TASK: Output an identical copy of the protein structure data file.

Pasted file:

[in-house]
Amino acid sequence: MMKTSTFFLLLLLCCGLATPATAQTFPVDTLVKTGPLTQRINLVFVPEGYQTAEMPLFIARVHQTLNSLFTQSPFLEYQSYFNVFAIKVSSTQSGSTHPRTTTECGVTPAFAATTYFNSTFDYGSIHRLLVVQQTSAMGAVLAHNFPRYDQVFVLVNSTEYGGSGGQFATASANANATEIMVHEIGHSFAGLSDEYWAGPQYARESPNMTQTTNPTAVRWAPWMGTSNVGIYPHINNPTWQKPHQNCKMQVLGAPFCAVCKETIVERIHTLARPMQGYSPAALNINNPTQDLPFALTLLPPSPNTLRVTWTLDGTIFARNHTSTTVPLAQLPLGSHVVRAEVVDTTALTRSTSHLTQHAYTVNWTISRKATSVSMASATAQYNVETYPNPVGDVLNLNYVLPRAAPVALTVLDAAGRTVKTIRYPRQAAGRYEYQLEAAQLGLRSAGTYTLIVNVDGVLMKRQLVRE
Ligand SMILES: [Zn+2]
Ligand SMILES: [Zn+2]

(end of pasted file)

[in-house]
Amino acid sequence: MMKTSTFFLLLLLCCGLATPATAQTFPVDTLVKTGPLTQRINLVFVPEGYQTAEMPLFIARVHQTLNSLFTQSPFLEYQSYFNVFAIKVSSTQSGSTHPRTTTECGVTPAFAATTYFNSTFDYGSIHRLLVVQQTSAMGAVLAHNFPRYDQVFVLVNSTEYGGSGGQFATASANANATEIMVHEIGHSFAGLSDEYWAGPQYARESPNMTQTTNPTAVRWAPWMGTSNVGIYPHINNPTWQKPHQNCKMQVLGAPFCAVCKETIVERIHTLARPMQGYSPAALNINNPTQDLPFALTLLPPSPNTLRVTWTLDGTIFARNHTSTTVPLAQLPLGSHVVRAEVVDTTALTRSTSHLTQHAYTVNWTISRKATSVSMASATAQYNVETYPNPVGDVLNLNYVLPRAAPVALTVLDAAGRTVKTIRYPRQAAGRYEYQLEAAQLGLRSAGTYTLIVNVDGVLMKRQLVRE
Ligand SMILES: [Zn+2]
Ligand SMILES: [Zn+2]